Tuffy’s was established in 1964. Throughout the years and today, the company manufactures dry, semi moist dog and cat foods. The innovative products it produces with clean labels can be found in its premium brands including NutriSource, Pure Vita and Natural Planet. In these brands, customers can find grain-free, natural and unique ingredients and premium protein sources such as bison, duck and venison. In addition, it manufactures private label dog food for a handful of prominent companies in the pet food industry.   

Recently, Tuffy’s invested $75 million on a new state-of-the-art extrusion facility. “We were at a place until this past year where we were producing high-quality foods in an aged facility,” President Charlie Nelson explains. “We needed to ask ourselves, ‘Are we going to continue being a serious player in this industry or not?’ If we are in, we need to be the safest, highest-quality facility in the country. That is what we expect from ourselves today and going forward.”

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McKenzie Oil’s stores create a ‘friendly, down-home environment’ for their customers.

By Alan Dorich

McKenzie Oil may be a modestly sized company, but that does not prevent it from providing ideal retail experiences for customers, Vice President Martha McKenzie says. “We attribute our company’s success to giving excellent customer service, competitive pricing and having products in our stores that customers want,” she declares.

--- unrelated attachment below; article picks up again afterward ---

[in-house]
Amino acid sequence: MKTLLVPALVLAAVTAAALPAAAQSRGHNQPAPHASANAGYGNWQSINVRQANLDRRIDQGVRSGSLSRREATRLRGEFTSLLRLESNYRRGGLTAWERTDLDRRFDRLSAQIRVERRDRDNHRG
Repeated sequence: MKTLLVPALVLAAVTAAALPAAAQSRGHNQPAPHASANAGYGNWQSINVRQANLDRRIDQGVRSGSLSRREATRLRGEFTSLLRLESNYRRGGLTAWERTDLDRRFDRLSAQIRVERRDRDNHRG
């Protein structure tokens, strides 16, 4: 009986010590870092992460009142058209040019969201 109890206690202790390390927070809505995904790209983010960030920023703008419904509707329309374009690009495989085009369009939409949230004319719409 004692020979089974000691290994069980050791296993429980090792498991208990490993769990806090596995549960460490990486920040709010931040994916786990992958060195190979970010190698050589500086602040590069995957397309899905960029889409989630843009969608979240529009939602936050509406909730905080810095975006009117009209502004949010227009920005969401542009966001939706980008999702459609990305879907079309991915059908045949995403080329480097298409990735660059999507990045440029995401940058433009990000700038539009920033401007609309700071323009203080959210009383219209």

Eufaula, Ala.-based McKenzie Oil operates a chain of convenience stores in Alabama and Florida. McKenzie’s father-in-law, Robert McKenzie, started the company in 1950 as a Gulf Oil distributor. “They had tires, gasoline and oil lubricants,” she describes, adding that her husband, Dan McKenzie, took over the business in 1975.

But at the time, the industry was changing. Although many companies still delivered gasoline to farmers with trucks, “We knew that would not be feasible,” Martha McKenzie recalls. “Dan decided to change the business and basically start working on convenience stores.”

CoGos Store Front

CoGo’s continues to distinguish itself from other convenience store chains and its locations have become staples of their communities.

By Alan Dorich

After more than 50 years, CoGo’s Co. continues to distinguish itself from other convenience store chains with its “corner store-type product mix, including some of the core grocery store items,” Chief Financial Officer Wayne Unks says.

These include items such as cereal, soups, condiments, bread, milk and pet foods, all with prices below those found at traditional convenience store retailers. “That differentiates us,” he says.

Based in Pittsburgh, CoGo’s has locations in Maryland and western Pennsylvania. The company’s history goes back to the 1870s when William Colteryahn, a native of Hamburg, Germany, came to Pittsburgh with his family.

In 1893, he founded Colteryahn Dairy, the oldest existing dairy in Pittsburgh. At the time, milk was distributed in large containers on wagons and customers came to the wagon with kettles and pans to purchase it.

In 1917, Colteryahn’s son, Carl, moved the dairy to its current location in Carrick, Pa. In the years that followed, home delivery became the main business activity, with milk trucks replacing horses and wagons. The dairy grew to sell its fresh milk to retailers.